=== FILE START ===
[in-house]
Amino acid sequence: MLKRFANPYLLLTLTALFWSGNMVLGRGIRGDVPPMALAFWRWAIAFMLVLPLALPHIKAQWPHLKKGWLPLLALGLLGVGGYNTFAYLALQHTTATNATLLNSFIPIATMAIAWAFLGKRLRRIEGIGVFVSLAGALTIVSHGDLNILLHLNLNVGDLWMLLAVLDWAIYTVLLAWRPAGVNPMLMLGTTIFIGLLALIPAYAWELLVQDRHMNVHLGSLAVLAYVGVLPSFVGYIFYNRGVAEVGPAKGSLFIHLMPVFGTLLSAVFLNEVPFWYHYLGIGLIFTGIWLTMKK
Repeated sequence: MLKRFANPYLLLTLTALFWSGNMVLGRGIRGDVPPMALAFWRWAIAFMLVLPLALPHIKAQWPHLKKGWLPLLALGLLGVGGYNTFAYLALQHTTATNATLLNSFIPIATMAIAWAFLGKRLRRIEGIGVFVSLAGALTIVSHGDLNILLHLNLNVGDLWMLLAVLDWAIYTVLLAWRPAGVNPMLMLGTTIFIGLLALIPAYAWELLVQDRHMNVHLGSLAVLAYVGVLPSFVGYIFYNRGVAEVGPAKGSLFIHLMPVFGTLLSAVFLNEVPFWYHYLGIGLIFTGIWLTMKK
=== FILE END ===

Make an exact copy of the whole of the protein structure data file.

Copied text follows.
[in-house]
Amino acid sequence: MLKRFANPYLLLTLTALFWSGNMVLGRGIRGDVPPMALAFWRWAIAFMLVLPLALPHIKAQWPHLKKGWLPLLALGLLGVGGYNTFAYLALQHTTATNATLLNSFIPIATMAIAWAFLGKRLRRIEGIGVFVSLAGALTIVSHGDLNILLHLNLNVGDLWMLLAVLDWAIYTVLLAWRPAGVNPMLMLGTTIFIGLLALIPAYAWELLVQDRHMNVHLGSLAVLAYVGVLPSFVGYIFYNRGVAEVGPAKGSLFIHLMPVFGTLLSAVFLNEVPFWYHYLGIGLIFTGIWLTMKK
Repeated sequence: MLKRFANPYLLLTLTALFWSGNMVLGRGIRGDVPPMALAFWRWAIAFMLVLPLALPHIKAQWPHLKKGWLPLLALGLLGVGGYNTFAYLALQHTTATNATLLNSFIPIATMAIAWAFLGKRLRRIEGIGVFVSLAGALTIVSHGDLNILLHLNLNVGDLWMLLAVLDWAIYTVLLAWRPAGVNPMLMLGTTIFIGLLALIPAYAWELLVQDRHMNVHLGSLAVLAYVGVLPSFVGYIFYNRGVAEVGPAKGSLFIHLMPVFGTLLSAVFLNEVPFWYHYLGIGLIFTGIWLTMKK